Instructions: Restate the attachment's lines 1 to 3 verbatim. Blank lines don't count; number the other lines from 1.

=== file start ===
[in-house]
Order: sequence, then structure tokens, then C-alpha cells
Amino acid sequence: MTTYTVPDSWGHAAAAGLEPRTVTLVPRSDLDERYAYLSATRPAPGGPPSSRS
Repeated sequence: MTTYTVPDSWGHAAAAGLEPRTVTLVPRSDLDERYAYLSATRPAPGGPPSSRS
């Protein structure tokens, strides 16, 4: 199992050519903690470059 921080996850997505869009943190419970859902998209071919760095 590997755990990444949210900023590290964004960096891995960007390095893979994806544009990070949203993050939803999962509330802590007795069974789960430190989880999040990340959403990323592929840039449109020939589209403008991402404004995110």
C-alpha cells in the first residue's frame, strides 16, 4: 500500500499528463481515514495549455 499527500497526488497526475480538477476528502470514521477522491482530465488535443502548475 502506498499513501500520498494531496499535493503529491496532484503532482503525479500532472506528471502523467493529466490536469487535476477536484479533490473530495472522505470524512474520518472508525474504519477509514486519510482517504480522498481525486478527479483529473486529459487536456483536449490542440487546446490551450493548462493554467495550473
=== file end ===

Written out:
[in-house]
Order: sequence, then structure tokens, then C-alpha cells
Amino acid sequence: MTTYTVPDSWGHAAAAGLEPRTVTLVPRSDLDERYAYLSATRPAPGGPPSSRS